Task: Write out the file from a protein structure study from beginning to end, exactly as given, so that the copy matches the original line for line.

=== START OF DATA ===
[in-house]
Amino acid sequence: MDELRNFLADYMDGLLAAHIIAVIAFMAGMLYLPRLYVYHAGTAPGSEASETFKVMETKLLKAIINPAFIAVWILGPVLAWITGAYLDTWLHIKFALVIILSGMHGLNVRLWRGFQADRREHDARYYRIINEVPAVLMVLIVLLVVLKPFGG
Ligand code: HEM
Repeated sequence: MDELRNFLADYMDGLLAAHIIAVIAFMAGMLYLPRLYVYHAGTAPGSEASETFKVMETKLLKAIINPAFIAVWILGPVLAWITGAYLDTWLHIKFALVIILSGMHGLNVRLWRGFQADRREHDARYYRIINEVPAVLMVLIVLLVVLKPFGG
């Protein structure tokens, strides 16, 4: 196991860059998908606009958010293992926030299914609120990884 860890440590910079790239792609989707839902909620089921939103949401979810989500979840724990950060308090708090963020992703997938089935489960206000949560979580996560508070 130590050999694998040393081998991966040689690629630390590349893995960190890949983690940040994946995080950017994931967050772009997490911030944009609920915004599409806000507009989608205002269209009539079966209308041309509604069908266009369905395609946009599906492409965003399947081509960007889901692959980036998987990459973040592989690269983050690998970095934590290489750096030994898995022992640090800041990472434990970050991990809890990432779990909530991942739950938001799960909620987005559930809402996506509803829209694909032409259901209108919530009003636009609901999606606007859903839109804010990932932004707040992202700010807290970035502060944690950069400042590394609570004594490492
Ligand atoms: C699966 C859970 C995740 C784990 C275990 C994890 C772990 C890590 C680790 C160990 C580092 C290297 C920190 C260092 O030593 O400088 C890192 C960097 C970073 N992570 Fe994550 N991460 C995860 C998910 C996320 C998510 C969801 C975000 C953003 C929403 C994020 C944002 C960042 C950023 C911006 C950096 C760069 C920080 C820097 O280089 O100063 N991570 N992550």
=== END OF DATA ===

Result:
[in-house]
Amino acid sequence: MDELRNFLADYMDGLLAAHIIAVIAFMAGMLYLPRLYVYHAGTAPGSEASETFKVMETKLLKAIINPAFIAVWILGPVLAWITGAYLDTWLHIKFALVIILSGMHGLNVRLWRGFQADRREHDARYYRIINEVPAVLMVLIVLLVVLKPFGG
Ligand code: HEM
Repeated sequence: MDELRNFLADYMDGLLAAHIIAVIAFMAGMLYLPRLYVYHAGTAPGSEASETFKVMETKLLKAIINPAFIAVWILGPVLAWITGAYLDTWLHIKFALVIILSGMHGLNVRLWRGFQADRREHDARYYRIINEVPAVLMVLIVLLVVLKPFGG
């Protein structure tokens, strides 16, 4: 196991860059998908606009958010293992926030299914609120990884 860890440590910079790239792609989707839902909620089921939103949401979810989500979840724990950060308090708090963020992703997938089935489960206000949560979580996560508070 130590050999694998040393081998991966040689690629630390590349893995960190890949983690940040994946995080950017994931967050772009997490911030944009609920915004599409806000507009989608205002269209009539079966209308041309509604069908266009369905395609946009599906492409965003399947081509960007889901692959980036998987990459973040592989690269983050690998970095934590290489750096030994898995022992640090800041990472434990970050991990809890990432779990909530991942739950938001799960909620987005559930809402996506509803829209694909032409259901209108919530009003636009609901999606606007859903839109804010990932932004707040992202700010807290970035502060944690950069400042590394609570004594490492
Ligand atoms: C699966 C859970 C995740 C784990 C275990 C994890 C772990 C890590 C680790 C160990 C580092 C290297 C920190 C260092 O030593 O400088 C890192 C960097 C970073 N992570 Fe994550 N991460 C995860 C998910 C996320 C998510 C969801 C975000 C953003 C929403 C994020 C944002 C960042 C950023 C911006 C950096 C760069 C920080 C820097 O280089 O100063 N991570 N992550």